Now that spring has arrived, those of us who garden entertain thoughts of preparing and weeding beds for flowers and vegetables. Just like a garden, a library needs to be weeded to remain healthy and vibrant.

Because there is a finite amount of space on the shelves and because materials are added weekly, outdated and obsolete items must be discarded to make room for the new. The process of removing books and other materials from the library’s collection is called weeding or if you prefer, spring cleaning. Though weeding is a continual process, the main floor staff is conducting an extensive evaluation of all the collections. This involves removing each item from the shelf and evaluating it based on factors such as age, condition, relevancy, and accuracy and then determining if it should remain in the collection. Anyone who has walked among the stacks on the Main floor in the last two months may have noticed a little more room on some of the shelves and more books on display. We are about one-third of the way through the process and hope to have it completed by November.

Some areas, such as poetry, literature, self-help and cooking remain relevant much longer than books on medicine, politics, and science. Certain items are replaced yearly and include study guides, income tax aids, almanacs, and encyclopedias. Some books, unless their condition warrants removal, are not discarded. These may include local history and local authors.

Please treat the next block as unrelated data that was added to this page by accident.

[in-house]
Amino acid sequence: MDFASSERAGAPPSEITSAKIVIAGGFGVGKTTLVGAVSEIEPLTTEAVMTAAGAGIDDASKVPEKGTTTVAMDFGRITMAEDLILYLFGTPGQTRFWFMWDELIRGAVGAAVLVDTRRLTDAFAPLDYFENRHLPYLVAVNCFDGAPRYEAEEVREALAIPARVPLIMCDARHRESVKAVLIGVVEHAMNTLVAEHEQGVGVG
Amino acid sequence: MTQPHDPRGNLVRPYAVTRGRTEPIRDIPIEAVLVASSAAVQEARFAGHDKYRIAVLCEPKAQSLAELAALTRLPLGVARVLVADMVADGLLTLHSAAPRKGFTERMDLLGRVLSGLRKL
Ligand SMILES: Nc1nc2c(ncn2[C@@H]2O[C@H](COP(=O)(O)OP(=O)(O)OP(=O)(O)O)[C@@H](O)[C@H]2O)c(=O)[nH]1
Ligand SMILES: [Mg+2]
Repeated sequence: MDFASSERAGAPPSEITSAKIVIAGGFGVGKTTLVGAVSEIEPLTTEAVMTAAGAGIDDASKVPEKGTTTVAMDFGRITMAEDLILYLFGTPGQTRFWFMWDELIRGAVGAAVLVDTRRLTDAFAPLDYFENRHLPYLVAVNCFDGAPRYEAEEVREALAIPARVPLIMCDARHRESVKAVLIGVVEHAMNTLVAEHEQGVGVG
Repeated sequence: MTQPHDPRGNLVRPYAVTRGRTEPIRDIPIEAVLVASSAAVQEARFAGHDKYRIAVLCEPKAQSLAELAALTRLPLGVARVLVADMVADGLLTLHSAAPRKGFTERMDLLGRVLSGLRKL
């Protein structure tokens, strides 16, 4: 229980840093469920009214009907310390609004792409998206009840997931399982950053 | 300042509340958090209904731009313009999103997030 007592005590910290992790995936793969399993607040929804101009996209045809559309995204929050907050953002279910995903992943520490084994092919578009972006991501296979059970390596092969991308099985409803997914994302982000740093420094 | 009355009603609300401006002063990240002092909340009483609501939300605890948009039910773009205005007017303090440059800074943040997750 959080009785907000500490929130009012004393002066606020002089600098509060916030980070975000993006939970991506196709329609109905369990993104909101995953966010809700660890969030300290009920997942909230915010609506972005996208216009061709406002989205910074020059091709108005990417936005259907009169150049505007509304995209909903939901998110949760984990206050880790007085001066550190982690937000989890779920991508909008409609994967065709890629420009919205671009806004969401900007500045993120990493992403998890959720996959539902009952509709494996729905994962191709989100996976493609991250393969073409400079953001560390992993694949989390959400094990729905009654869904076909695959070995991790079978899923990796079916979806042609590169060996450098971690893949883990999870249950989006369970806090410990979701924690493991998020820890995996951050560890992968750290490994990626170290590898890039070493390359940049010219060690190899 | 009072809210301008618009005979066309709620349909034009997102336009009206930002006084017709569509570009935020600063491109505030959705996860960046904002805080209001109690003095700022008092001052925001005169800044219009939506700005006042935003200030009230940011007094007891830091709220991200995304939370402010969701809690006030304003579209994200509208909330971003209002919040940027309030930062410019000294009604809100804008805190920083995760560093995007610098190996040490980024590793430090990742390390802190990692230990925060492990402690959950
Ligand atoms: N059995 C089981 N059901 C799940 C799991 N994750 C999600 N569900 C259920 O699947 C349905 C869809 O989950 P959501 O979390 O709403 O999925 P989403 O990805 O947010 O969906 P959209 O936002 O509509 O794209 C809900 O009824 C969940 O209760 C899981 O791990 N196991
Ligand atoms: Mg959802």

You may ask, what does the library do with discarded material? If an item is in good condition, it more than likely will end up in one of the library’s book sales or on Amazon’s Marketplace. Be assured that many of the books which are removed from the shelves do find new homes. There are some items however that do not find new owners and are recycled. So if you have a favorite book that is not in the library any more, you may find it at the next book sale.

Please stop by the Main Desk to say hello and let us know how we are doing with our spring cleaning.


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